At the end of a recent three-week European vacation, London was the last stop after winding up nine glorious days spent in Croatia. The most efficient way (and least number of flights) to get home from Dubrovnik is to go either Frankfurt or London, then get a non-stop to LAX. But I couldn’t find any reason to not stay over in London for at least a couple of nights, so that was the plan.
After arriving into Gatwick, I was most pleased with the car service Hummingbird, found online. I always love coming out of baggage claim and seeing someone holding a sign with my name … plus this method was less than a cab and far more enjoyable than dragging the bags on the train. I was so impressed I immediately booked the service to take us to Heathrow for our imminent departure.
A last-minute hotel change was employed prior to leaving Dubrovnik. I’m clearly all for five-star hotels, but it seemed rather a waste given the short amount of time we could enjoy our accommodations in London. I cancelled the Mandarin Oriental Hyde Park (small room, inside view) for a points+cash Executive room at the JW Marriott Grosvenor House on Park Lane — half the cost plus access to the beautiful lounge for breakfast and snacks all day long. One cannot beat this location even if the hotel is a bit on the “older” side. It worked out quite well. A side note is that I thought very expensive luxury cars were ubiquitous in Beverly Hills until I walked the streets of Mayfair and Belgravia. Oh, my …
First stop was exchanging currency. One must understand that living/traveling with a financial professional means one doesn’t accomplish this just anywhere (i.e., must be no commission and a better rate than the previous place(s) checked). Of all places, we were sent to a post office/mini-mart that fit the bill. Next stop was shopping because this is London and the end of the trip. Small purchases — a scarf plus the best walking shoes ever — which saved my feet after a couple of hours of literally pounding the pavement. Hard to believe that we have a “go-to” restaurant in London, but we discovered Orsini back in 2007. We wouldn’t miss it for the most delicious and authentic Italian well located across from the Victoria & Albert Museum.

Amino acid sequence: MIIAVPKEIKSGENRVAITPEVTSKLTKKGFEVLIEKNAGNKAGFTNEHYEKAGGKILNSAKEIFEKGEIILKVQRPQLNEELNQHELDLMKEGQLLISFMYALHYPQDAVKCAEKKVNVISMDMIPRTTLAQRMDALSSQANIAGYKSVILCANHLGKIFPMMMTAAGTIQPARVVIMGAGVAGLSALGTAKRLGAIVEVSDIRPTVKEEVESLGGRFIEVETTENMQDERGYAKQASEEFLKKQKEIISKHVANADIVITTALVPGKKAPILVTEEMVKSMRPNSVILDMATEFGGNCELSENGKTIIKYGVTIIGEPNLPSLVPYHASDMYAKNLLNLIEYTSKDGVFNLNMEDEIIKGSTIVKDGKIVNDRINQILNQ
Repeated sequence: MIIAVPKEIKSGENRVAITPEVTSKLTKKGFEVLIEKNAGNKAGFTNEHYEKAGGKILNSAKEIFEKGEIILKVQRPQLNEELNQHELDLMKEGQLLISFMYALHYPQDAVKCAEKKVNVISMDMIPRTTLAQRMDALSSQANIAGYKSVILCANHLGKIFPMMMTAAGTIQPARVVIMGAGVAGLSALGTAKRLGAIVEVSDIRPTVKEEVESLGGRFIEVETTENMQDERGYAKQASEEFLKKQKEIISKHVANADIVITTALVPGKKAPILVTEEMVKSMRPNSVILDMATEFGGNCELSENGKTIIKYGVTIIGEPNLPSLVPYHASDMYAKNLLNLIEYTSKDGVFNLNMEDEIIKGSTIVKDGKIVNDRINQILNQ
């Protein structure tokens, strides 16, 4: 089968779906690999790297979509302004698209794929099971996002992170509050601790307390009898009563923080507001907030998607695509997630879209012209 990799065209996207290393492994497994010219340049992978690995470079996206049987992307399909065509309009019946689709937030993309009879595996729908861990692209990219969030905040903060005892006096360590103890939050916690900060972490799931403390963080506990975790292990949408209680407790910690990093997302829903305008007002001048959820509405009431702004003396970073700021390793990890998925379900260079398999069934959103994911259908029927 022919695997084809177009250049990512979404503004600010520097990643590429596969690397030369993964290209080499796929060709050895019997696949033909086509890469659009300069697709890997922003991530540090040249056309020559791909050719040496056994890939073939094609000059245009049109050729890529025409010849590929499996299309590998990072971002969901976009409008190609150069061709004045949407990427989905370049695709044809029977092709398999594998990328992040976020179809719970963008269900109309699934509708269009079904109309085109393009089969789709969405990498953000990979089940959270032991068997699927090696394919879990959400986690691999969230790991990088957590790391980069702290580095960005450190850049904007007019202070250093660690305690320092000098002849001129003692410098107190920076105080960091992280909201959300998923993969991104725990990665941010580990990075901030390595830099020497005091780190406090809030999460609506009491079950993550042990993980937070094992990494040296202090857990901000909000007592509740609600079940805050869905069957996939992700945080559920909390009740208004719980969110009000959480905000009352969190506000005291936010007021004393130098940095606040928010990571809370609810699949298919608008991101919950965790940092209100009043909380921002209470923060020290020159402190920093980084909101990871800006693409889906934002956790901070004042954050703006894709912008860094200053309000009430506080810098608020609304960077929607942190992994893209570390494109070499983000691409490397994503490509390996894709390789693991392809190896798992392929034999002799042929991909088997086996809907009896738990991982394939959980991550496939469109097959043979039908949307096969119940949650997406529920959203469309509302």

The evening was a double treat with a performance of the just-opened play, The Audience, starring Kristin Scott Thomas (Helen Mirren starred on Broadway and won the Tony). This is an expansion of the wonderful movie, The Queen, in which Queen Elizabeth has a weekly “audience” (conversation) with her Prime Minister. The movie featured only Tony Blair, while the play has all 12 PM’s that have served during her reign. Timing is EVERYTHING: This was the day after the U.K. elections so Peter Morgan’s script literally had to be rewritten the day of this performance for the act when David Cameron is on stage. After all, he was not expected to win and his surprise and significant victory was well stated on stage with lots of knowing reaction from the audience. If you enjoyed the movie, you will love the play — complete with a couple of the Queen’s beloved corgis making an appearance onstage.
For the proverbial “last supper,” I booked L’Atelier Joel Robouchon after the show — a short walk from the theater. In the U.S., one would need to go to Las Vegas or NYC (soon to open at the new Ground Zero building) to experience this amazing food. It was perfect. Alas, no pix as I forgot the camera but the atmosphere wasn’t conducive for photos. We had excellent seats at the counter with the kitchen in full view. For a place with quite serious food, the staff was so friendly and helpful. And after the hubby paid the chef a compliment, he promptly “organized” our last courses with his compliments — a variety of cheese followed by three desserts! As if I hadn’t already contemplated walking across the Atlantic after so many incredible meals in the past weeks, this nearly sealed the deal.
Of course no trip is complete without one “ooopsie,” and that was waking up on the final day to an email that our flight home was cancelled. No worries, American had rebooked us on British just two hours later. That was the good news. The bad news was that our window seats — just one per row on each side — had become two (way) inside seats. I don’t want to seem spoiled, but I had planned on an uninterrupted rest and instead had to climb over the outside seat. These were still Biz Class with all the benefits, but I can only think the layout must have been engineered by a contortionist.
So what are the final thoughts? It is an extreme privilege to see the world and then come home safely to loved ones with the memories and stories. As always, my last task is packing up all the hotel toiletries and shipping them to Operation Gratitude for inclusion in care packages to our troops around this glorious world.